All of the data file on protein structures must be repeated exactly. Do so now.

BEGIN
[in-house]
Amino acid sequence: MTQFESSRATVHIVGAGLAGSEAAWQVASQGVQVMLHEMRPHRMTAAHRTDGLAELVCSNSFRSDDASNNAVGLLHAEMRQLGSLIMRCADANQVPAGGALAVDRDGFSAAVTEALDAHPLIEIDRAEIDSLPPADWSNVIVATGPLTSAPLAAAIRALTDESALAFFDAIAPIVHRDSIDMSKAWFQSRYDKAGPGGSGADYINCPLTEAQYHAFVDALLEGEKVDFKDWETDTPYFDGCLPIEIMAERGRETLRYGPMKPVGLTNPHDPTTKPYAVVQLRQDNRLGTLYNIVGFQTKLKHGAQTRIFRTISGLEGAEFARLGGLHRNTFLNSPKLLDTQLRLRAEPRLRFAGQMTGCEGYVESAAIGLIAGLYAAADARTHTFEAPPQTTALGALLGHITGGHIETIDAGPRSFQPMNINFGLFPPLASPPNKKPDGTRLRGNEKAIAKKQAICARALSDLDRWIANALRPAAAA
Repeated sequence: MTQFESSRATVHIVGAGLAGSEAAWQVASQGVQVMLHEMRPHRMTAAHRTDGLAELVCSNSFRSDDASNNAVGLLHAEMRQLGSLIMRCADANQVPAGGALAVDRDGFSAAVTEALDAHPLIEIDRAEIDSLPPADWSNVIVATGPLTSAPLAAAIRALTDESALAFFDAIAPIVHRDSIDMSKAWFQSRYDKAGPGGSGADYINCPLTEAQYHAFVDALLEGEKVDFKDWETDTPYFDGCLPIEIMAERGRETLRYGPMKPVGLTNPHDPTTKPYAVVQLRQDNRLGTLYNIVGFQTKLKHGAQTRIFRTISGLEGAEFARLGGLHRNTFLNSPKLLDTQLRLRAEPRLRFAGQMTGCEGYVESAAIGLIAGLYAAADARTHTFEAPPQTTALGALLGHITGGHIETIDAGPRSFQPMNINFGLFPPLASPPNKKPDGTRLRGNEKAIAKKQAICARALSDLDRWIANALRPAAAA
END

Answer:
[in-house]
Amino acid sequence: MTQFESSRATVHIVGAGLAGSEAAWQVASQGVQVMLHEMRPHRMTAAHRTDGLAELVCSNSFRSDDASNNAVGLLHAEMRQLGSLIMRCADANQVPAGGALAVDRDGFSAAVTEALDAHPLIEIDRAEIDSLPPADWSNVIVATGPLTSAPLAAAIRALTDESALAFFDAIAPIVHRDSIDMSKAWFQSRYDKAGPGGSGADYINCPLTEAQYHAFVDALLEGEKVDFKDWETDTPYFDGCLPIEIMAERGRETLRYGPMKPVGLTNPHDPTTKPYAVVQLRQDNRLGTLYNIVGFQTKLKHGAQTRIFRTISGLEGAEFARLGGLHRNTFLNSPKLLDTQLRLRAEPRLRFAGQMTGCEGYVESAAIGLIAGLYAAADARTHTFEAPPQTTALGALLGHITGGHIETIDAGPRSFQPMNINFGLFPPLASPPNKKPDGTRLRGNEKAIAKKQAICARALSDLDRWIANALRPAAAA
Repeated sequence: MTQFESSRATVHIVGAGLAGSEAAWQVASQGVQVMLHEMRPHRMTAAHRTDGLAELVCSNSFRSDDASNNAVGLLHAEMRQLGSLIMRCADANQVPAGGALAVDRDGFSAAVTEALDAHPLIEIDRAEIDSLPPADWSNVIVATGPLTSAPLAAAIRALTDESALAFFDAIAPIVHRDSIDMSKAWFQSRYDKAGPGGSGADYINCPLTEAQYHAFVDALLEGEKVDFKDWETDTPYFDGCLPIEIMAERGRETLRYGPMKPVGLTNPHDPTTKPYAVVQLRQDNRLGTLYNIVGFQTKLKHGAQTRIFRTISGLEGAEFARLGGLHRNTFLNSPKLLDTQLRLRAEPRLRFAGQMTGCEGYVESAAIGLIAGLYAAADARTHTFEAPPQTTALGALLGHITGGHIETIDAGPRSFQPMNINFGLFPPLASPPNKKPDGTRLRGNEKAIAKKQAICARALSDLDRWIANALRPAAAA